Hundreds gather in Annapolis to remember shooting victims

Jarrod Ramos

ANNAPOLIS, Md.,  (Reuters) – Hundreds of people gathered yesterday evening to remember the five people gunned down at a community newspaper office in Annapolis, Maryland, one of the deadliest attacks on journalists in U.S. history.

The vigil came hours after accused gunman Jarrod Ramos was denied bail during a brief hearing in Anne Arundel County criminal court. Ramos, 38, appeared by video link from jail and did not speak during the proceedings.

More than 300 mourners, many of them carrying candles, walked slowly through the streets of Annapolis, the state capital, near the capitol dome, which was lit up, its flags flown at half staff in honor of the shooting victims.

All five of those slain worked at the Capital Gazette newspaper. Ramos is accused of opening fire on Thursday over a longstanding grudge against the paper.

He is accused of entering the Capital Gazette office, firing through a glass door with a 12-gauge shotgun, hunting for victims and spraying the newsroom with gunfire as reporters hid under desks and begged for help on social media.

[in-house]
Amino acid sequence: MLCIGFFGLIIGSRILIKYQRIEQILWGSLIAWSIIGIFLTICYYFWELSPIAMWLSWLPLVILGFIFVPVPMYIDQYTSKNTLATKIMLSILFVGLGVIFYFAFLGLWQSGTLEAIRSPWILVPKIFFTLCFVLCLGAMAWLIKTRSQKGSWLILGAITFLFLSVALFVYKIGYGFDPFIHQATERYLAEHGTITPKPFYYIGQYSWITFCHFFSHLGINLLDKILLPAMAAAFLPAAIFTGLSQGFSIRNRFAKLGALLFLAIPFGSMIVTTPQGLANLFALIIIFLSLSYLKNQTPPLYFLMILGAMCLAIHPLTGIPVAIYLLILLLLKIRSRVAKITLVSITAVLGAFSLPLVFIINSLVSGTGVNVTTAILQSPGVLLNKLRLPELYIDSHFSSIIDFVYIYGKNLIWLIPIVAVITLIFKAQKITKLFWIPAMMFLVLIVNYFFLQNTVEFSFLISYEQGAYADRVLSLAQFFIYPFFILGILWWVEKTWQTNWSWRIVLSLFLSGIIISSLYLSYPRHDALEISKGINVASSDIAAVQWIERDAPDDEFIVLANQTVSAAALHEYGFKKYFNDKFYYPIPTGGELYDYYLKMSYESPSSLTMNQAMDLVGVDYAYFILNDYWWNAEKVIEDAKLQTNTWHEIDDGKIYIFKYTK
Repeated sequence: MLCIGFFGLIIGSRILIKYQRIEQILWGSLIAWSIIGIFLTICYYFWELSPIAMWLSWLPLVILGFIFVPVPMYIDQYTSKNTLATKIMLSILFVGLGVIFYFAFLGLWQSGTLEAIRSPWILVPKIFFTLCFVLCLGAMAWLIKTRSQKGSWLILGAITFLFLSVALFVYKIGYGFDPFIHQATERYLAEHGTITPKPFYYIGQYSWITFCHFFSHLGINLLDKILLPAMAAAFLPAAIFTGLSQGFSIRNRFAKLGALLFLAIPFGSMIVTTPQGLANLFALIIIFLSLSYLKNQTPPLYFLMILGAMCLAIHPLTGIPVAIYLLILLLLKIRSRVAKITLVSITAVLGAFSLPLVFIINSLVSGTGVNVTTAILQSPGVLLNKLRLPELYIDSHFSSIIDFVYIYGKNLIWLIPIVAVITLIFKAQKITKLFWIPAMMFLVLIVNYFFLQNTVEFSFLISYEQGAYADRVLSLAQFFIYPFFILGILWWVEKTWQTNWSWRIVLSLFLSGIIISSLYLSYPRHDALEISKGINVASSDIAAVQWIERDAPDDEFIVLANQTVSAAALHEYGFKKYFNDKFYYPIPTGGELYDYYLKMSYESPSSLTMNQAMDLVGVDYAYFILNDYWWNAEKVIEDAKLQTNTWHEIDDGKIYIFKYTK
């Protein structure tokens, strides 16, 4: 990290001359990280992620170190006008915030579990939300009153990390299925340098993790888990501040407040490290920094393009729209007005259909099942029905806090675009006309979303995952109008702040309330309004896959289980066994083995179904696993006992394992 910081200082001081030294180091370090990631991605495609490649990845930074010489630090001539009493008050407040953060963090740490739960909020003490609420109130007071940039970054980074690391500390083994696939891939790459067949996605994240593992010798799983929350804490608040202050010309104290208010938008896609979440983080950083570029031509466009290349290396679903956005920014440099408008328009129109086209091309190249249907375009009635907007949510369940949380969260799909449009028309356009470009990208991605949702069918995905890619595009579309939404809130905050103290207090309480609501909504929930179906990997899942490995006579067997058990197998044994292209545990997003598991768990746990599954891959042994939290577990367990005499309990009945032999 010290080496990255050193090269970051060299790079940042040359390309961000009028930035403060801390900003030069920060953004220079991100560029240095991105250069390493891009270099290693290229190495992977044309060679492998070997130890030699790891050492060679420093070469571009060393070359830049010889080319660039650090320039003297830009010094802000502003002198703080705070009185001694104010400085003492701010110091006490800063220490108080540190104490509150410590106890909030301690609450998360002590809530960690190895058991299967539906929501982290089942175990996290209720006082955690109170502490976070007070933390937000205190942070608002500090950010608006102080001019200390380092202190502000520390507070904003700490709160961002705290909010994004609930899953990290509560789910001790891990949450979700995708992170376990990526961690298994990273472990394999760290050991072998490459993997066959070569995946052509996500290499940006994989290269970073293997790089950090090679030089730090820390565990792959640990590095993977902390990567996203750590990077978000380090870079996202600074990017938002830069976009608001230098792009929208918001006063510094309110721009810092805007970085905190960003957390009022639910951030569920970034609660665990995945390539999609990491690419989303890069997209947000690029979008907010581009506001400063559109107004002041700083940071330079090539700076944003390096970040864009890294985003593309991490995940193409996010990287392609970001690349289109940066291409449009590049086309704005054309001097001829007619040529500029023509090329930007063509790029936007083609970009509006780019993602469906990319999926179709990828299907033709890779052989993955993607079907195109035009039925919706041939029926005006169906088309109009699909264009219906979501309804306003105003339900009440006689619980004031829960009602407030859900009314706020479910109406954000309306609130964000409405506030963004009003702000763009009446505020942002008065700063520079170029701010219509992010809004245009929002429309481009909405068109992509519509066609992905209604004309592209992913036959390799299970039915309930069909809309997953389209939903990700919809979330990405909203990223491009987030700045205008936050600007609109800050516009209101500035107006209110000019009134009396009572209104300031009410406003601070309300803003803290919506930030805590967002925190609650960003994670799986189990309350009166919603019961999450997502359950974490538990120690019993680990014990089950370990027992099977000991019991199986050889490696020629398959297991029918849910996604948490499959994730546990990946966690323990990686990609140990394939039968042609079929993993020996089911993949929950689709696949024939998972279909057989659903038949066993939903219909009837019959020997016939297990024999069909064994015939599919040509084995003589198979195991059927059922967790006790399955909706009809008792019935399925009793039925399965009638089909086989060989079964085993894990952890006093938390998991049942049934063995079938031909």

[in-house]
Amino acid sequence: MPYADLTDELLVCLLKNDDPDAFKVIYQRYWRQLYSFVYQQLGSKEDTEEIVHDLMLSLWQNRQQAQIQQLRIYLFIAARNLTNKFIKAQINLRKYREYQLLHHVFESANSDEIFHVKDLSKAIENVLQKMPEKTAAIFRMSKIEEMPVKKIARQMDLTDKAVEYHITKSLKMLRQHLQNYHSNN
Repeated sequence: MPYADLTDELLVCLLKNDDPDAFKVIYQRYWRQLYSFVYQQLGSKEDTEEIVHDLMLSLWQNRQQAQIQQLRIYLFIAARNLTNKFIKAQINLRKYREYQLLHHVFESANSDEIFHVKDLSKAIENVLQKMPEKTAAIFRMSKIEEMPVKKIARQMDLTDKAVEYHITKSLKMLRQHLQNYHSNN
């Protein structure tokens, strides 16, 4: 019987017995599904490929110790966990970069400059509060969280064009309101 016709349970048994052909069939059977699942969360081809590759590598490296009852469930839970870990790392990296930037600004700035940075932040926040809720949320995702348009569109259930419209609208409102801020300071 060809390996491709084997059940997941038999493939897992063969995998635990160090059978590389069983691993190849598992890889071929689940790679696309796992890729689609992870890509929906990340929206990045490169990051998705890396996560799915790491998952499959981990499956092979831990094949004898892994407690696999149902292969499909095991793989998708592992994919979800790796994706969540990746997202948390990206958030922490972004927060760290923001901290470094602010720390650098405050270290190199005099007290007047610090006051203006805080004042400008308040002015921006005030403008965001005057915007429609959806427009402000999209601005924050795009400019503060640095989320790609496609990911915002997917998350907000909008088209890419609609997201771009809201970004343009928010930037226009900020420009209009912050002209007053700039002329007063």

Prosecutors said Ramos barricaded a back door to prevent people from fleeing.

“The fellow was there to kill as many people as he could,” Anne Arundel County Police Chief Timothy Altomare told a news conference, adding that the suspect was identified with facial-recognition technology.

Altomare said evidence found at Ramos’ home, in Laurel, Maryland, showed that he planned the attack and that the pump-action 12 gauge shotgun used was legally purchased about a year ago.

The five killed were Rob Hiaasen, 59; Wendi Winters, 65; Rebecca Smith, 34; Gerald Fischman, 61; and John McNamara. All were journalists except for Smith, who was a sales assistant, police said. Hiaasen was the brother of best-selling author Carl Hiaasen.

The Capital newspaper, part of the Gazette group, published an edition on Friday with photographs of the victims and a headline “5 shot dead at The Capital” on its front page. The editorial page was left blank but for a note saying the editors were speechless.

Photographs widely shared on social media showed staffers working on laptops in a parking garage to produce Friday’s edition while they waited to learn the fate of their colleagues.

 

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